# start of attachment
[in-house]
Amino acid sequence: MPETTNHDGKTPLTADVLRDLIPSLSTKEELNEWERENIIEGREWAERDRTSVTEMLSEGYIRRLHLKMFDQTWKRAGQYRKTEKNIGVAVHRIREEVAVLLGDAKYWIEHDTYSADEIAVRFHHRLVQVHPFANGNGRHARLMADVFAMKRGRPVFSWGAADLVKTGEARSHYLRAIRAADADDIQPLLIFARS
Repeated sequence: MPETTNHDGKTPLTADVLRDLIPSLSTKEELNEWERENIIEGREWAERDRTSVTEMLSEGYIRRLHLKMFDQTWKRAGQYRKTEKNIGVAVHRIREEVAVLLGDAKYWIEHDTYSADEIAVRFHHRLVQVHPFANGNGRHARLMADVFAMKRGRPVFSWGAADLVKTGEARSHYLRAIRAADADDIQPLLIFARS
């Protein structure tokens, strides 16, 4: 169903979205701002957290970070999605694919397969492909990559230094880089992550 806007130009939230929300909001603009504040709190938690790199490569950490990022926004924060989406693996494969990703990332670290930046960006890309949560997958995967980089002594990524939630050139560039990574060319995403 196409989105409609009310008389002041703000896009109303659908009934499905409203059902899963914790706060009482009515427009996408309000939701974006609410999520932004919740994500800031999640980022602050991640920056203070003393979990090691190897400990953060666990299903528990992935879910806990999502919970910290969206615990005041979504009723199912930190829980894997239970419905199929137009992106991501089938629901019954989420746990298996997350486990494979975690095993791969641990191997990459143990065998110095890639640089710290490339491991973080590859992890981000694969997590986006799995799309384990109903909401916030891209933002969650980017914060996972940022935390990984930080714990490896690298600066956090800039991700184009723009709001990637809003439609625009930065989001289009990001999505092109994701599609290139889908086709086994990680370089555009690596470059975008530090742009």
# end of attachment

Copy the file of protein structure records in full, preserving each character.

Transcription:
[in-house]
Amino acid sequence: MPETTNHDGKTPLTADVLRDLIPSLSTKEELNEWERENIIEGREWAERDRTSVTEMLSEGYIRRLHLKMFDQTWKRAGQYRKTEKNIGVAVHRIREEVAVLLGDAKYWIEHDTYSADEIAVRFHHRLVQVHPFANGNGRHARLMADVFAMKRGRPVFSWGAADLVKTGEARSHYLRAIRAADADDIQPLLIFARS
Repeated sequence: MPETTNHDGKTPLTADVLRDLIPSLSTKEELNEWERENIIEGREWAERDRTSVTEMLSEGYIRRLHLKMFDQTWKRAGQYRKTEKNIGVAVHRIREEVAVLLGDAKYWIEHDTYSADEIAVRFHHRLVQVHPFANGNGRHARLMADVFAMKRGRPVFSWGAADLVKTGEARSHYLRAIRAADADDIQPLLIFARS
């Protein structure tokens, strides 16, 4: 169903979205701002957290970070999605694919397969492909990559230094880089992550 806007130009939230929300909001603009504040709190938690790199490569950490990022926004924060989406693996494969990703990332670290930046960006890309949560997958995967980089002594990524939630050139560039990574060319995403 196409989105409609009310008389002041703000896009109303659908009934499905409203059902899963914790706060009482009515427009996408309000939701974006609410999520932004919740994500800031999640980022602050991640920056203070003393979990090691190897400990953060666990299903528990992935879910806990999502919970910290969206615990005041979504009723199912930190829980894997239970419905199929137009992106991501089938629901019954989420746990298996997350486990494979975690095993791969641990191997990459143990065998110095890639640089710290490339491991973080590859992890981000694969997590986006799995799309384990109903909401916030891209933002969650980017914060996972940022935390990984930080714990490896690298600066956090800039991700184009723009709001990637809003439609625009930065989001289009990001999505092109994701599609290139889908086709086994990680370089555009690596470059975008530090742009």